Yahoo Got Delicious, But…

Yahoo was the number one website, but about to be overtaken by… MySpace. It was 2006. The April 3 issue of Newsweek magazine had as cover story “The New Wisdom of the Web”, by Steven Levy and Brad Stone.

The article features a couple of firms acquired by Yahoo. One was Flickr, which had “a vibrant community built around photos”, and a photogenic couple of founders (they were on the cover of that issue). The other was del.icio.us, built around bookmarks.

Delicious, like the original Yahoo, was about favorite websites. Yahoo started as links to its founders’ favorite sites, then linked to more and more sites, using a hierarchy to organize the links.

Delicious was based on a bottom-up approach. You bookmarked your favorite sites. As you added a site, such as Newsweek.com, to your Delicious bookmarks, you could apply tags to it. For example, you might have applied the tags “magazine” and “deadtree” to Newsweek.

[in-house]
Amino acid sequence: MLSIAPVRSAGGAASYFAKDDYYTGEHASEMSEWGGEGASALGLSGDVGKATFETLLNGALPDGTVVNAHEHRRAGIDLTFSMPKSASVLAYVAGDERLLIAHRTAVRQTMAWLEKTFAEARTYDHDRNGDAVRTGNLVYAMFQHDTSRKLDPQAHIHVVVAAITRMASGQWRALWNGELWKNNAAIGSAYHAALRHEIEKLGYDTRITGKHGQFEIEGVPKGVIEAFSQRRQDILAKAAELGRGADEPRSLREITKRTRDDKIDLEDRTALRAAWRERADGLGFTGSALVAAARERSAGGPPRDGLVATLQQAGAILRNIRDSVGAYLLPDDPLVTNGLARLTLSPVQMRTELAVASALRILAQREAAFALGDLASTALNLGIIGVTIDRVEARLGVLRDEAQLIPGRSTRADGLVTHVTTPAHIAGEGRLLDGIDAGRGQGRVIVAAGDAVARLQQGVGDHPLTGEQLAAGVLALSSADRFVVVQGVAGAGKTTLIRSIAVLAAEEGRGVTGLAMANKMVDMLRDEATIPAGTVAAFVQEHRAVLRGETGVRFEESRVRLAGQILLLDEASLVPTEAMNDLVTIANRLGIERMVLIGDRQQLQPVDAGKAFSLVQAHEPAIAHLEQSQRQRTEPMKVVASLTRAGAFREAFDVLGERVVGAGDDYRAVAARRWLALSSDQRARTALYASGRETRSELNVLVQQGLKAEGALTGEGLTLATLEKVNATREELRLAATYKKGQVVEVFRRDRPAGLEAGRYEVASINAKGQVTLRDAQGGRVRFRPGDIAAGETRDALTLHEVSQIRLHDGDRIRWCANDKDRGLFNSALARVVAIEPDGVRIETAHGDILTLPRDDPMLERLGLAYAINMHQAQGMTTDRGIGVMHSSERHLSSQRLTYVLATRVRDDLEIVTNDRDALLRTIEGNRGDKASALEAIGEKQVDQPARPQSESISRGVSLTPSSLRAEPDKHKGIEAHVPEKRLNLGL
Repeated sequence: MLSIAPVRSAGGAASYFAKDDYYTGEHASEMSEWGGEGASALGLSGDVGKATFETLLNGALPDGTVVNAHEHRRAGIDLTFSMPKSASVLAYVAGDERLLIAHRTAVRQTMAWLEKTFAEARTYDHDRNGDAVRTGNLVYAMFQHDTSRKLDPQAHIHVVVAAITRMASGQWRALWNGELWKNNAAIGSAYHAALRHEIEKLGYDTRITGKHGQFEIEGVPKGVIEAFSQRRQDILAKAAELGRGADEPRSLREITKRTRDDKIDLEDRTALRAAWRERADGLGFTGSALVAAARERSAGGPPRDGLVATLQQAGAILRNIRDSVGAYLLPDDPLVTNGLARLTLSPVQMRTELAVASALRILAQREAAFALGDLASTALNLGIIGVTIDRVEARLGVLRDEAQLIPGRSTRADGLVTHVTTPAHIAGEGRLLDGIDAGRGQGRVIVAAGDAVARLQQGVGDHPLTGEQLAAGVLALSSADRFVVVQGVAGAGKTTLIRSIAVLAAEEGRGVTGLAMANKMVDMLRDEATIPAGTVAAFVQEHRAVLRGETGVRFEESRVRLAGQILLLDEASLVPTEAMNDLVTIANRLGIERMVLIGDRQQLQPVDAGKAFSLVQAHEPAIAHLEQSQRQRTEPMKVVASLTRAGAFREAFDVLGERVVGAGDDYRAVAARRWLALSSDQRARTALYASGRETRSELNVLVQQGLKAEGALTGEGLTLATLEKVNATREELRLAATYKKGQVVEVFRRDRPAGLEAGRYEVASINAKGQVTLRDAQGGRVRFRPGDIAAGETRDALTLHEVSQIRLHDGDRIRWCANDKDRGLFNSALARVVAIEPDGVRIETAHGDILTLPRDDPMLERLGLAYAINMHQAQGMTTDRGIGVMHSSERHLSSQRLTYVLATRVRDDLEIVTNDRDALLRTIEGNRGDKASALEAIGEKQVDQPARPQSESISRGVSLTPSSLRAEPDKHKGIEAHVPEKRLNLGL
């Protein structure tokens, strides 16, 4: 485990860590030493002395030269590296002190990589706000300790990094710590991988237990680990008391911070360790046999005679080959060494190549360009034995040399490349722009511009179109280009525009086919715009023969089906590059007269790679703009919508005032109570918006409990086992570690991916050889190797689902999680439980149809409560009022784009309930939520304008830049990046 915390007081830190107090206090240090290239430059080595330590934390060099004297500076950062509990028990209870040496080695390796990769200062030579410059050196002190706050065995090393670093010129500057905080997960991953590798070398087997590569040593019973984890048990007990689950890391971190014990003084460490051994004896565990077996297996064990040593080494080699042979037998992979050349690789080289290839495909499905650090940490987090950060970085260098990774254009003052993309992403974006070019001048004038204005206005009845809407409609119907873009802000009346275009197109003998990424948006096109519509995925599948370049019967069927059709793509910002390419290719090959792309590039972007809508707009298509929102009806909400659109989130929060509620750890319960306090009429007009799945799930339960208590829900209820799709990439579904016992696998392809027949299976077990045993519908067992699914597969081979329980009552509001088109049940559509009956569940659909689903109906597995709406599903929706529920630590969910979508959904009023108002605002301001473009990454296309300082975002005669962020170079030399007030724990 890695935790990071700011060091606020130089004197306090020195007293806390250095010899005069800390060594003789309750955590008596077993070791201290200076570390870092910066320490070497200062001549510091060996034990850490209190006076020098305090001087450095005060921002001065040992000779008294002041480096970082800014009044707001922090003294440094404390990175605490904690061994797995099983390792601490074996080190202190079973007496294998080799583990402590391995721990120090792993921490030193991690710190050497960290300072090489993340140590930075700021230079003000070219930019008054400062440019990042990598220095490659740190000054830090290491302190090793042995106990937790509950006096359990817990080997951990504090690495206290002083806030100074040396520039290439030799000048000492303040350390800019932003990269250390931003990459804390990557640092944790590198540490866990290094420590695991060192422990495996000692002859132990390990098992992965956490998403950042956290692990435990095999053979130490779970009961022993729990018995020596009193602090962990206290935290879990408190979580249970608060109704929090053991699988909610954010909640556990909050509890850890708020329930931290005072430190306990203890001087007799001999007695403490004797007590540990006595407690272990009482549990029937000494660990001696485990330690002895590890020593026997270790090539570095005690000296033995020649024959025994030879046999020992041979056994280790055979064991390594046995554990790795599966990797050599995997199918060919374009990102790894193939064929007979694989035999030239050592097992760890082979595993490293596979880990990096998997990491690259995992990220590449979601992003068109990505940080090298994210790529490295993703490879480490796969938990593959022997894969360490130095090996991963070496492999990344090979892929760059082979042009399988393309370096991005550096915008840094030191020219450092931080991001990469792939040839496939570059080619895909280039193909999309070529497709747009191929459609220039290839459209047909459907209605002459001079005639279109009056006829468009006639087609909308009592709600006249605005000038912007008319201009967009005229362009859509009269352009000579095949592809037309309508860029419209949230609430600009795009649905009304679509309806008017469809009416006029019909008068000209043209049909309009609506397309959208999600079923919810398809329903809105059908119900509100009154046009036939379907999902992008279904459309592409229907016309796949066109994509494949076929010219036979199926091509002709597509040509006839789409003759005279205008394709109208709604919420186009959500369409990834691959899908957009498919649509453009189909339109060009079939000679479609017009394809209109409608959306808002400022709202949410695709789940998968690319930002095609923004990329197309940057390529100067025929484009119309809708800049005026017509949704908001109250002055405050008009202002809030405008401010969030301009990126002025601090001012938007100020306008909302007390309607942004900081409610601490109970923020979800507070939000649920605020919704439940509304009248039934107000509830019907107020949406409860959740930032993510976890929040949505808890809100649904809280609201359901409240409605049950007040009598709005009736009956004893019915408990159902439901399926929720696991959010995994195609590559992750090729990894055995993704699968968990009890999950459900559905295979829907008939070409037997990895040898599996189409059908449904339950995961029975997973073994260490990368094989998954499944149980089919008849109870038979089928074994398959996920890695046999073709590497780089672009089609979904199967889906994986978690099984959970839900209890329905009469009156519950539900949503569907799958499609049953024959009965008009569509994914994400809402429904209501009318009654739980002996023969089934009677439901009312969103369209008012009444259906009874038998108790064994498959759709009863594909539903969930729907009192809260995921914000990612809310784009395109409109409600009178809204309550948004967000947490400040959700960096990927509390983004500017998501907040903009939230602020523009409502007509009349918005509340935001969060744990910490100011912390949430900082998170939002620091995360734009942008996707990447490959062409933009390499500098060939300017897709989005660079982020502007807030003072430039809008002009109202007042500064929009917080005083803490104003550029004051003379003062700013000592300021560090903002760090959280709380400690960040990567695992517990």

“The central idea is harnessing collective intelligence.” That’s Tim O’Reilly, quoted by Levy and Stone. Delicious certainly did that. Delicious bookmarks weren’t just individuals keeping track of sites for themselves. They were, actually or potentially, the basis for recommendations to other users, communities of users, accounts of interests, and means of targeting ads.

Joshua Schachter, founder of Delicious, left Yahoo in 2008, frustrated at the lack of progress on Delicous after he had sold it to Yahoo in 2005. del.icio.us still exists, having changed hands a few times.

Delicious seems like a particularly striking fumble for Yahoo. It looked like a social successor to the original Yahoo.

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